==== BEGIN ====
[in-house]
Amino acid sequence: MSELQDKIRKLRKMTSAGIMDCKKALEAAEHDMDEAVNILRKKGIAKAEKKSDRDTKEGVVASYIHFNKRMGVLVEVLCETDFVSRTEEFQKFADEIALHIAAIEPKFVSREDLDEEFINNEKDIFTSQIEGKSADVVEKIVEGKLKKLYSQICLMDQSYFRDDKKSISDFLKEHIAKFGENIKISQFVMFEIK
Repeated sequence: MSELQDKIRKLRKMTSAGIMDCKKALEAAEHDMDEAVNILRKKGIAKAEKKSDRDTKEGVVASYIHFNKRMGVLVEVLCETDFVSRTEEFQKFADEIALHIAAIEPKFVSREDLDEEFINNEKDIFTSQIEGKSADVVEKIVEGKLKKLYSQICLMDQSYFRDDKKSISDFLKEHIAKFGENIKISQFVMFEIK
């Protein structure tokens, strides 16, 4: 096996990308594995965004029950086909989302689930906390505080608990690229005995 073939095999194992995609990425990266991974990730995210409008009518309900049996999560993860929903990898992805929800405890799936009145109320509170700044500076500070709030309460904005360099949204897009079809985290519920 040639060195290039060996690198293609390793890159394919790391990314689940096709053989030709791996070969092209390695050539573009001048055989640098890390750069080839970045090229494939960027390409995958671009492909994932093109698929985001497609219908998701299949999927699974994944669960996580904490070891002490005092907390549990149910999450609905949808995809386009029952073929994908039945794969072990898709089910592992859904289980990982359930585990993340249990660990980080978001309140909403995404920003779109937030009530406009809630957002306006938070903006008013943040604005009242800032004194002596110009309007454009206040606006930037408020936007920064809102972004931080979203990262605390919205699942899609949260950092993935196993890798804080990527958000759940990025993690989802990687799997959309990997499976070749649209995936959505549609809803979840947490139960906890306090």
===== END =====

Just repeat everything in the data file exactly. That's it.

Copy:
[in-house]
Amino acid sequence: MSELQDKIRKLRKMTSAGIMDCKKALEAAEHDMDEAVNILRKKGIAKAEKKSDRDTKEGVVASYIHFNKRMGVLVEVLCETDFVSRTEEFQKFADEIALHIAAIEPKFVSREDLDEEFINNEKDIFTSQIEGKSADVVEKIVEGKLKKLYSQICLMDQSYFRDDKKSISDFLKEHIAKFGENIKISQFVMFEIK
Repeated sequence: MSELQDKIRKLRKMTSAGIMDCKKALEAAEHDMDEAVNILRKKGIAKAEKKSDRDTKEGVVASYIHFNKRMGVLVEVLCETDFVSRTEEFQKFADEIALHIAAIEPKFVSREDLDEEFINNEKDIFTSQIEGKSADVVEKIVEGKLKKLYSQICLMDQSYFRDDKKSISDFLKEHIAKFGENIKISQFVMFEIK
């Protein structure tokens, strides 16, 4: 096996990308594995965004029950086909989302689930906390505080608990690229005995 073939095999194992995609990425990266991974990730995210409008009518309900049996999560993860929903990898992805929800405890799936009145109320509170700044500076500070709030309460904005360099949204897009079809985290519920 040639060195290039060996690198293609390793890159394919790391990314689940096709053989030709791996070969092209390695050539573009001048055989640098890390750069080839970045090229494939960027390409995958671009492909994932093109698929985001497609219908998701299949999927699974994944669960996580904490070891002490005092907390549990149910999450609905949808995809386009029952073929994908039945794969072990898709089910592992859904289980990982359930585990993340249990660990980080978001309140909403995404920003779109937030009530406009809630957002306006938070903006008013943040604005009242800032004194002596110009309007454009206040606006930037408020936007920064809102972004931080979203990262605390919205699942899609949260950092993935196993890798804080990527958000759940990025993690989802990687799997959309990997499976070749649209995936959505549609809803979840947490139960906890306090």